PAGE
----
Amit Shah at the G-20 Conference spoke out against terrorists' use of the dark web to disseminate extremist ideology
Nadia Farooq

The Home Minister also emphasised the need of unified thought while enforcing regulations against the usage of virtual currencies.

On the first day of the two-day G-20 Conference in Gurugram, India, Union Home Minister Amit Shah voiced his fear that terrorists are exploiting the dark web to mask their identities and distribute extreme content.

The minister also expressed concern about the looming danger of cyber attacks, saying that “many countries around the world have become victims of it.” Shah said, “Terrorists are using the dark net to hide their identity and spread radical material, and we have to understand the pattern of these activities running on the dark net and find solutions for the same” if a “robust and efficient operational system” is to be developed.


The Home Minister also emphasised the need of unified thought while enforcing regulations against the usage of virtual currencies.

In his remarks at the G20 Conference on Crime and Security in the Age of the Non-Fungible Token (NFT), Artificial Intelligence (Al), and Metaverse’, Shah elaborated, “The Metaverse, once a science fiction idea, has now stepped into the real world.”

Terrorist groups, he said, might find new ways to use the metaverse for recruiting, training, and propaganda.

Terrorist groups will be better able to pick and choose their victims and tailor their attacks to their weaknesses if this happens.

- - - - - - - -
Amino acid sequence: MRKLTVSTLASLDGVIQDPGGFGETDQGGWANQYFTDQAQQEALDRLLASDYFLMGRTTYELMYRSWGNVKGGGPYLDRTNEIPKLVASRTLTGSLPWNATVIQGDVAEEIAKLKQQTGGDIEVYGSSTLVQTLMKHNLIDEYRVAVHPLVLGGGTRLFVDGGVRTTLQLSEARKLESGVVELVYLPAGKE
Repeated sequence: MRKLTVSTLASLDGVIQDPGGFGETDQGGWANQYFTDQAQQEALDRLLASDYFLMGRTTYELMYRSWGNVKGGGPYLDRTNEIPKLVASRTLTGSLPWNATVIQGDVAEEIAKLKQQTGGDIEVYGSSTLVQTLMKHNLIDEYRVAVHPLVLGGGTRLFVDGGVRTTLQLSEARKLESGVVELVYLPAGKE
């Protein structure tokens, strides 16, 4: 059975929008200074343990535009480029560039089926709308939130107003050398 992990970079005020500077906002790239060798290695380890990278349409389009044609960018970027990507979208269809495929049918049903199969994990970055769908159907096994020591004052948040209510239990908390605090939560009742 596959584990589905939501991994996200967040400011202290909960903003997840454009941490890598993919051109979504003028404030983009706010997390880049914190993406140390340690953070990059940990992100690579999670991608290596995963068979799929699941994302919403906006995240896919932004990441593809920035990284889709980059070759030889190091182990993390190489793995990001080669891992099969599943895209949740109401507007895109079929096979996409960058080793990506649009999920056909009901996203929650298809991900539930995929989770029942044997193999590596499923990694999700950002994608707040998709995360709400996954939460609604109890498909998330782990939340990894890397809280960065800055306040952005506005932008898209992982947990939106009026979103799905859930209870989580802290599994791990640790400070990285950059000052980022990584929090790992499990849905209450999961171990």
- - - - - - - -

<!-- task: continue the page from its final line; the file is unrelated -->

Deep-fakes, or convincing impersonations of users, are made possible by the metaverse. Identity thieves would be able to impersonate people using more detailed biometric information, Shah said.

The minister said that hackers are using ‘toolkits’ to carry out a wide variety of crimes, including ransomware attacks, the selling of sensitive personal data, online harassment and child abuse, and false news and disinformation operations.

Shah said that there is also an increasing trend towards the deliberate targeting of vital information and financial infrastructure.

Activities of this kind are of national importance because of their effects on security, law and order, and the economy. “If we really want to put an end to these crimes and criminals, we have to think and act in ways that transcend traditional borders,” Shah added.

In a digital conflict, our capacity to operate in the virtual sphere is the battlefield. A 10-minute hiccup in the web network might be disastrous.

Shah said that individuals need to have trust in digital platforms since all governments are now embracing digital ways of governance and public welfare.

Shah warned, “Our internet vision should neither be one of excessive freedom threatening the very existence of our nations nor one of isolationist structures like digital firewalls,” because cyber insecurity casts doubt on the “legitimacy and sovereignty” of the nation-state.

According to Shah, “cyber-attacks could have caused losses of around $5.2 trillion to the world during the years 2019-2023.” This figure is based on an estimate by the globe Bank.

He said that the usage of cryptocurrencies by bad actors makes it increasingly harder to spot and stop threats.

According to Prime Minister Narendra Modi, “the government of India has worked towards outlining a uniform cyber strategy, real-time reporting of cyber-crimes, capacity building of LEAs, designing analytical tools and setting up a national network of forensic laboratories, ensuring cyber hygiene, and spreading cyber awareness to every citizen. Every police department in the nation is now using the Crime and Criminal Tracking Network and System (CCTNS), as stated by Shah.

He said that in order to provide a thorough response to cybercrime, the government of India has set up the Indian Cyber-Crime Coordination Centre (14C).



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